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Andrei in the office

lordandrei

Andrei's Universe

One man's journey from infinity to nothingness


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Andrei in the office
lordandrei

Concerning the Right to Advertise... (flamebait?)

I read a stunningly good description of the entire MoveOn.org affair going on. If you haven't hears about this the issue is quite simple... sort of.

MoveOn.org financed to air a commercial to support anti-Bush opinions during one of the highest rated programs of the year. The commercials are very expensive and viewed by a huge % of americans. The only problem is that the airing network has opted not to air these commercials.

Now, as I said there is an excellent description of the situation by cmpriest I would hazard that before you read that post, or my comments that you understand that the post explains (and entirely to my agreement) that the network's choice is not censorship. They are fully justified in what they did.

Now, cmpriest agrees with most people that this is none-the-less a really bad thing. She feels they should have aired the commercial. I say most people, because I present the argument that CBS may have made the right decision. (Thus the flamebait)

My response behind the cut is a cross posting from my comment in her journal agreeing with her opinion but suggestion why it may have been better that CBS did make the decision that they did.

You've done an excellent job in representing the issue. I agree entirely with your stand on this issue and would like to hazard that perhaps CBS has done more for moveon.org's agenda than its supporters might see.

Apple CEO Steve Jobs managed to devise the wonderful process of event-based, free advertising. Whereas the event itself is so large, that the ensuing news of the event pushes the information onto the streets through more outlets than any simple advertising would have done.

By refusing a superbowl ad there is the resulting cry of unfairness which will for starters spread quickly through the internet. This cry will evolve into analysis. I have already seen at least 4 posts on my own LJ-friends list including your own. Internet news sites (http://www.gnutellanews.com/article/10010) will pick up the story. From there, the noise and clatter will eventually be picked up by the news agencies who will opt to show the offending commercial. (Reuters...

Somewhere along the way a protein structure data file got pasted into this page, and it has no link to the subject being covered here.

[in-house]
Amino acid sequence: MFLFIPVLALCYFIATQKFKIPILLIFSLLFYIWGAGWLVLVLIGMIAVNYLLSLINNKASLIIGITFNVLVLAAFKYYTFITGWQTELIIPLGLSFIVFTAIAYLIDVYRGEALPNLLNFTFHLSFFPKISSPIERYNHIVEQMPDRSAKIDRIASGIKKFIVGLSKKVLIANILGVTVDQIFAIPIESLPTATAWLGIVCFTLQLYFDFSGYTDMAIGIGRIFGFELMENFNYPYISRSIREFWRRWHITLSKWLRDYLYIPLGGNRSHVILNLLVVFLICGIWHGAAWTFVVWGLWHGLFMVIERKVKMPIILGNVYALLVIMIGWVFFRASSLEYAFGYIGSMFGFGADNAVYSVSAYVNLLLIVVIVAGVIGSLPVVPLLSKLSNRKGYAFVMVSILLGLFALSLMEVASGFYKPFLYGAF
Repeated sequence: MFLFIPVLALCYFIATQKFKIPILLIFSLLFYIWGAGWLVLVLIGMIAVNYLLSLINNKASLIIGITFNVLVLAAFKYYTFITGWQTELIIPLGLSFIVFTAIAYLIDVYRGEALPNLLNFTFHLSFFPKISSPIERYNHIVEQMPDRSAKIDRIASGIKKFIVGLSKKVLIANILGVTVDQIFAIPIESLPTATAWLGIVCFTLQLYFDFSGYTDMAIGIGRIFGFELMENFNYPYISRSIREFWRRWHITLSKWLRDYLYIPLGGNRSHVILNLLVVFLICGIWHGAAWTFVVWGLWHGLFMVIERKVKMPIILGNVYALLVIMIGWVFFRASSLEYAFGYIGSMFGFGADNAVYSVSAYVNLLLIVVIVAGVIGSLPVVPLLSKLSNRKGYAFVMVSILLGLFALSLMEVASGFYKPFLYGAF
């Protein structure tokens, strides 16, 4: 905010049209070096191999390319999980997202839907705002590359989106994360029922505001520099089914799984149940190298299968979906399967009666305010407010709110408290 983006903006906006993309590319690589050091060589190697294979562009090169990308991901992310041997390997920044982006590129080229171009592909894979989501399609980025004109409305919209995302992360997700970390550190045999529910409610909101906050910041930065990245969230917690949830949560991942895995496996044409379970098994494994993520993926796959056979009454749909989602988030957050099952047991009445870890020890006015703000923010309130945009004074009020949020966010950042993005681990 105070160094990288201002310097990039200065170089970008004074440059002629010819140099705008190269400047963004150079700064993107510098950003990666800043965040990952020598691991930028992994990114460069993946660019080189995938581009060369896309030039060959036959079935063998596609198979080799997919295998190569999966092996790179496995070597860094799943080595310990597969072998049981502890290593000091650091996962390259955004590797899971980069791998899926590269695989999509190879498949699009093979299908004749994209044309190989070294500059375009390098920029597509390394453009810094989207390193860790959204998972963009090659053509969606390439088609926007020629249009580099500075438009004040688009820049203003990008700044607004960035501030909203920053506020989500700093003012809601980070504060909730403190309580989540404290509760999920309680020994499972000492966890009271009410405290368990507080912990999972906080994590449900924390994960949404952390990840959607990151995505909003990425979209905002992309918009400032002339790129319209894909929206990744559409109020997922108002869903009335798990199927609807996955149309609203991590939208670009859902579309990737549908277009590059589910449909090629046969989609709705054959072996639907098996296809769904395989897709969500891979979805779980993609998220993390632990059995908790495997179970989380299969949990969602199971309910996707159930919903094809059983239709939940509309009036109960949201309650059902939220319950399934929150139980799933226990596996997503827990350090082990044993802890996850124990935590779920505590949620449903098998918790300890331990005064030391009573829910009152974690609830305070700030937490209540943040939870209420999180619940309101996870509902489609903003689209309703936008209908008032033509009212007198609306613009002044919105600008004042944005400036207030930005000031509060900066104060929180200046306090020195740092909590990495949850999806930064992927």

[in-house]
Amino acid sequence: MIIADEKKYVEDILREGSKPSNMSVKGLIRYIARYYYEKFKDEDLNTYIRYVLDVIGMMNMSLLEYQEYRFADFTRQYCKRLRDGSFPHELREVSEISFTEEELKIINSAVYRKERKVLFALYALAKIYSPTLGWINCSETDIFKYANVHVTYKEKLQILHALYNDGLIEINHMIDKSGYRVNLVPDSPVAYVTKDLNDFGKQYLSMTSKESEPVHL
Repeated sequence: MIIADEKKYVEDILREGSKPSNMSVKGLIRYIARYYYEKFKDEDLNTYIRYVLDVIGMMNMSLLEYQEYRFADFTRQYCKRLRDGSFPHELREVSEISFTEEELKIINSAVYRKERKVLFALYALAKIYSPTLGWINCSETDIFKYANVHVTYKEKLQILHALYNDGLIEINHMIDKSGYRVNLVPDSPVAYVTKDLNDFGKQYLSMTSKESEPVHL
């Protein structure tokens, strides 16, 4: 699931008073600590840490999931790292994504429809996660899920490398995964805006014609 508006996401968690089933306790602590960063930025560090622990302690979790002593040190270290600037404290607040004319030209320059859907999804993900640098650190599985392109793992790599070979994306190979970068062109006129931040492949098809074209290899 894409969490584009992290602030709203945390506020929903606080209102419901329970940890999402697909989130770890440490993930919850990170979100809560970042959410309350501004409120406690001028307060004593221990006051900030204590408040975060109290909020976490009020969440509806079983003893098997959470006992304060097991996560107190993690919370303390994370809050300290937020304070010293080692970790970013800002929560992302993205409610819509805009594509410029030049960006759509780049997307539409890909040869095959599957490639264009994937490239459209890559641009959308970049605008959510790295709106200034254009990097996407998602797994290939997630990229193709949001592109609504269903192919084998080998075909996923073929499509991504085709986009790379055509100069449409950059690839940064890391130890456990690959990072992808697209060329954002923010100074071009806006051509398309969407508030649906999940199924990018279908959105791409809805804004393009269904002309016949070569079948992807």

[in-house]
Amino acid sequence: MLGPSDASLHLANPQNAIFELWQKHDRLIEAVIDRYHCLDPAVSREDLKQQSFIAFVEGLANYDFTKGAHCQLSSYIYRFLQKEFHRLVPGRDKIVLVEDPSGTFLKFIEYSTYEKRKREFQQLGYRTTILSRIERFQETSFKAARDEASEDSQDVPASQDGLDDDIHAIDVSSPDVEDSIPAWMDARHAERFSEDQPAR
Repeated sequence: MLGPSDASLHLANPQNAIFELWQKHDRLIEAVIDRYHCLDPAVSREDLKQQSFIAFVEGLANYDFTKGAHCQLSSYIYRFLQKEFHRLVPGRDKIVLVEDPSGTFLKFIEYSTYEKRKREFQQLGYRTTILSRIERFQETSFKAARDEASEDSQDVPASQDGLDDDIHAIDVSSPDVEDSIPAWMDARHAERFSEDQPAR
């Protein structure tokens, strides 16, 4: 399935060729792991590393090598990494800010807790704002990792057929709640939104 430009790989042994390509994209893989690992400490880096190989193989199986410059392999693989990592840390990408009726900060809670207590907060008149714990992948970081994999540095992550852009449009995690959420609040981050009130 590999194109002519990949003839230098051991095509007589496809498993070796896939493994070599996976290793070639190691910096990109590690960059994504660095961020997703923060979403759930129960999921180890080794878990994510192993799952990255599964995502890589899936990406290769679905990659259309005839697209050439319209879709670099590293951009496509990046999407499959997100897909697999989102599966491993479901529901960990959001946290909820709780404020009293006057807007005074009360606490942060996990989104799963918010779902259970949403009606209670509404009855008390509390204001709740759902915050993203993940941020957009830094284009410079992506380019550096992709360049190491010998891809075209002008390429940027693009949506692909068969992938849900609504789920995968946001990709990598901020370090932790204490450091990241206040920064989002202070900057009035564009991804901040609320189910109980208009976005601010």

Now, this becomes an interesting dance of how ABC and NBC might spin the story without advertising CBS in the process.

Just my $0.02 (or minimal fraction of a superbowl ad)


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Well, I'll just protest and... not watch the Superbowl this weekend.

Sunday? Bah. CBS won't be on MY TiVo this weekend!

;) Yeah, that'll show them.. and I won't drink any beer that's advertised then either!


(Hm, not planning on drinking any beer OR watching any sports this weekend so I'm pretty sure they're safe.. :) )

I became engaged in this debate on a mailing list I'm a part of.

She is absolutely right, there's no 'right' involved here. Also, one thing everyone on that side of the argument tends to forget is 'equal time' or 'free access to the airwaves' is a very dangerous and slippery slope.

I wonder how people would handle spots by the Klan during the BET awards, or Fred Phelps and his 'God Hates Fags' gang of wackos during Will and Grace?

You can see the problem. :)

What you fail to state above and I didn't read the other posting, is that the major networks are the caretakers of the Public airwaves. This is why there are so many restrictions on their use.

IMO, this would be like say a phone utility company refusing phone access to an organization just because they don't like the company or what they stand for. The phone utility companies use the lines and have been told that they MUST allow access to these lines, it's the same for the airwaves.

CBS doesn't own the time they use, they must, by law allow access to the public airwaves.

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